Argument at UC Berkeley

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Math & Sciences

Below is some of the information compiled from students interviewing professionals in the Math and Sciences. Each interviewee provided some helpful tips on what makes a strong argument in their field as well as an example of a strong argumentative paper.

Applied Math

Geography

City Planning

Environmental Health Activism

Forestry

Mechanical Engineering

Molecular and Cellular Biology

Ornithology


Field: 

Applied Math

(Statistics)
Interviewee: Lisha Li, GSI of Stat 134

“Math is extremely interdisciplinary –it has many connections to the social sciences (such as philosophy) that many people would not think of at first glance. Since math is so logic-based, everything is an argument; for something like math, you have to prove that what you’re doing can be applied again to different situations and that the correct methodology is being used. Also, even if there currently aren’t any current real-world applications for what you’re doing, it’s almost always necessary to come up with some possible ones especially when applying for grants. When writing math papers, you have to be especially aware of the order that ideas are presented in.”

Recommended Model: On the logarithimic calculus and Sidorenko’s conjecture


Field: 

Geography

Interviewee: Peter Eckman

Ekman’s approach to argument is to mimic the ‘rhythm of reading.’ He is humanistic in his approach and does not necessarily follow one model of argument. Using footnotes allows him to consider other ideas without distracting from the breadth of the writing.

Recommended Model: The Beholding Eye


Field:

City Planning

Interviewee: Carolina Reid

“In policy research you have to strike when the iron’s hot. Either there’s an opportunity to make a difference, or you are reacting to a potential change.”

Recommended Model: Lost Ground, 2011:Disparities in Mortgage Lending and Foreclosures


Field:

Environmental Health Activism

Interviewee: Zoey Olbum (Communications Associate)

“I focus on the clearest, simplest message I can produce. I focus on the facts, as those are significantly harder to dispute and, at the same time, convey the clearest argument to our audiences. I keep in mind at all times that when we (meaning mostly me) put out a message into the world, we are appealing to multiple audiences at one time and need to appease each audience, or, at least, not upset them, as we have to work with them all at the end of the day.”


Field: 

Forestry

Interviewee: Brandon Collins

“There is certainly a political aspect to my field. While I normally do not directly deal with matters of public policy or relations, the applied nature of the field ensures that someone must eventually contend with the public. Most of the interplay between the social and hard science aspects occur at the point when you attempt to transition between research and resource management. Many people will tend to support, or, at least, remain ambivalent towards your ideas until you try to implement them in the real world.”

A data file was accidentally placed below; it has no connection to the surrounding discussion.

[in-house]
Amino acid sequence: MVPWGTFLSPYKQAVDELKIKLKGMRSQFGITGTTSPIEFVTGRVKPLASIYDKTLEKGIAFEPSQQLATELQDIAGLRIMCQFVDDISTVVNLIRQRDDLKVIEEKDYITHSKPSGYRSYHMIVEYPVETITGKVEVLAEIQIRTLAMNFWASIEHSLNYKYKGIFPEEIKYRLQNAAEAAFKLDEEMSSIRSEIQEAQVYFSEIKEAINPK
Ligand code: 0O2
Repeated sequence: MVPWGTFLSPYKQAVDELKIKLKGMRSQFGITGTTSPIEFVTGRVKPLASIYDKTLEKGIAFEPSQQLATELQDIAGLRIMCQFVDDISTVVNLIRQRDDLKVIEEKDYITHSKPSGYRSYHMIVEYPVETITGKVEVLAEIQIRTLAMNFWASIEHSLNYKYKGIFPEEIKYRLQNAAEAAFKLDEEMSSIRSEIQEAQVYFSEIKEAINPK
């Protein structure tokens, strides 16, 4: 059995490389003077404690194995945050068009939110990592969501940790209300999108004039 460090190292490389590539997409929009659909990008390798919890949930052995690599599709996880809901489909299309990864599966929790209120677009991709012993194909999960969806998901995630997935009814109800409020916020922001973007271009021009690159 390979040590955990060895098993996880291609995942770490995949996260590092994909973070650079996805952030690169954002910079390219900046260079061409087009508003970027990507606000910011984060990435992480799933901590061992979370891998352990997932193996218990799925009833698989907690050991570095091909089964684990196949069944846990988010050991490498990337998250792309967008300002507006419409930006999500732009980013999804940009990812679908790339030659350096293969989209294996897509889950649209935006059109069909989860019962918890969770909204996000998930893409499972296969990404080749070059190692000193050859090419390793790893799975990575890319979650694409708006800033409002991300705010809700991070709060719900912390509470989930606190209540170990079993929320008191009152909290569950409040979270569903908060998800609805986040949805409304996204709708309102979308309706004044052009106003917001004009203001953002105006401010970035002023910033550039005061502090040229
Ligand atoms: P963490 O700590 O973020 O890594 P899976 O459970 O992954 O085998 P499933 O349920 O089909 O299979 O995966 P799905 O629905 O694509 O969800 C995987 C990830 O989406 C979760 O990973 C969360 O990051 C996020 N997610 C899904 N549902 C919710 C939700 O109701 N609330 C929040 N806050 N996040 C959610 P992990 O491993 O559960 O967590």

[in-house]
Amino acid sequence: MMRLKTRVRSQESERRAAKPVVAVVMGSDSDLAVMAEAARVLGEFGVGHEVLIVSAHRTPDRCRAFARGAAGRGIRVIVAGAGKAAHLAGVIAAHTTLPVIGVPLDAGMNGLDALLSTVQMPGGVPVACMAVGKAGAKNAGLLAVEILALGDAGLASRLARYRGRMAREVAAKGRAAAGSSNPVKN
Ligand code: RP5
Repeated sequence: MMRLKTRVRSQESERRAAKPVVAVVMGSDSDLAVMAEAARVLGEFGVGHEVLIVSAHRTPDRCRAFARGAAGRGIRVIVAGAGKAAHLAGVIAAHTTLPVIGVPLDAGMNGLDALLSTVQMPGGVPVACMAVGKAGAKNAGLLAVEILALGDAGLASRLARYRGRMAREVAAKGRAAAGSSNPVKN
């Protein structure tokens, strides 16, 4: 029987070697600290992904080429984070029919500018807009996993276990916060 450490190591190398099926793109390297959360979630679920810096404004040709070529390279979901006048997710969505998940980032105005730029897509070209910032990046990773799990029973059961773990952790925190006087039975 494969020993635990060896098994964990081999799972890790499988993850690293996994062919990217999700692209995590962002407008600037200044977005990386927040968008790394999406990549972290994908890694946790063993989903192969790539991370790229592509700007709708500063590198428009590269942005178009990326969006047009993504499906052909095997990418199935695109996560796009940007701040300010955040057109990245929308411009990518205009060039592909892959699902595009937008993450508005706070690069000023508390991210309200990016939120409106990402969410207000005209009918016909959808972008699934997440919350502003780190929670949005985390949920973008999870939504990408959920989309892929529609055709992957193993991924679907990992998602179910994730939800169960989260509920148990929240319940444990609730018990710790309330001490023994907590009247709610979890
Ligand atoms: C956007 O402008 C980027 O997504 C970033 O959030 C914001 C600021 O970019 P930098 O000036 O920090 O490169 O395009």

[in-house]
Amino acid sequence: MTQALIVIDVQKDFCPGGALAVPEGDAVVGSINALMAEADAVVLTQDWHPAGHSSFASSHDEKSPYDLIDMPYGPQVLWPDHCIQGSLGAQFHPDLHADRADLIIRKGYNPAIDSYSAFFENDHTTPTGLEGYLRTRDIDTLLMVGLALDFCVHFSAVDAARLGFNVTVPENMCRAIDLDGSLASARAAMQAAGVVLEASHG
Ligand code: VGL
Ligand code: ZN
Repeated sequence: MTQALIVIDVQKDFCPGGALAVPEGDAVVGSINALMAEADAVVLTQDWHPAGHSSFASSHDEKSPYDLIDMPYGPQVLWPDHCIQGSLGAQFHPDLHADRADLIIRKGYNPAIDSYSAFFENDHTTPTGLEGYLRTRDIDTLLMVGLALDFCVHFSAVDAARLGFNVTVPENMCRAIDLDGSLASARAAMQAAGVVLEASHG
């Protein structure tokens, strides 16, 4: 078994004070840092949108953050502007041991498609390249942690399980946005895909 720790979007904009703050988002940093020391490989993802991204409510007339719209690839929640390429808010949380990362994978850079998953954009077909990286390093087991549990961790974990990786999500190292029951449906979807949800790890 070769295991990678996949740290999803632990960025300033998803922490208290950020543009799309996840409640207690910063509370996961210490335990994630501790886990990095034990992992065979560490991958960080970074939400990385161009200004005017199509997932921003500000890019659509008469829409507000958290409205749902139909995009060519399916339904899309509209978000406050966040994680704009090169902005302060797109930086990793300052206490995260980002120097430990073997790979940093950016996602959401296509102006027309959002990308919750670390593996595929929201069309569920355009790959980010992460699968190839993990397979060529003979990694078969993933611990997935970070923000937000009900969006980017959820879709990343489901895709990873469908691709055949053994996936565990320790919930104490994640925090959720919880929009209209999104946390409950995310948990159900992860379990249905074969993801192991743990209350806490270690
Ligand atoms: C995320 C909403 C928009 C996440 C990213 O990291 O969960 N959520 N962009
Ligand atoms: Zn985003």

“The “argument” itself arises from the interpretation of the data through different methods of analysis. The comparison of both the results of the analysis and the methods of analysis themselves is, therefore, critical when evaluating an argument in traditional scientific format.”

Recommended Model: Collins, Brandon, Jamie Lyndersen, Richard Everrett, Danny Fry, and Scott Stephens. “Novel Characterizations of Landscape-level Variability in Historical Vegetation Structure.” Ecological Applications 25.5 (2015): 1167-174. Ecological Society of America, 6 Feb. 2105. Web. 2 Feb. 2105 .


Field: 

Mechanical Engineering

Interviewee: GSI Marleigh Duncan

“Don’t try to hide too much and clearly state your assumptions. This gives strength to why the model actually shows something and shows why it would be different than other models out there. I am doing computational modeling, so you are always trying to show why there are a bunch of computational models, why your model is useful in comparison to the others, and so you compare it to experimental results, you compare it to other models, and show what the strength of the model is.”


Field:

Molecular and Cell Biology

Interviewee: Samantha Fernandez

“You don’t want to over interpret your results, and that’s really a danger in a lot of papers – they take their results, see something they want to see, something that conforms to their narrative, and it influences how they see the data. In my opinion, there should be less interpretation and more presentation, then the community can look at it and determine what is happening.”

Recommended Model:Probing Gene Expression in Live Cells, One Protein Molecule at a Time


Field: Molecular and Cell Biology
Interviewee: Alec Uebersohn

“I think many good papers, in which a new model is argued for, are structured in a way that beats into your head why the authors’ findings are important and why their model is correct.”

Recommended Model: An Expanded View of Complex Traits:From Polygenic to Omnigenic


Field: Ornithology

Interviewee: Andrew Rush

“People can get lost in a jumble of text. But something like a visual illustration, given some familiarity with the field and a couple paragraphs of intro and a good verbal description can bring it all home.”

Recommended Model: Species Recognition and Sexual Selection as a Unitary Problem in Animal Communication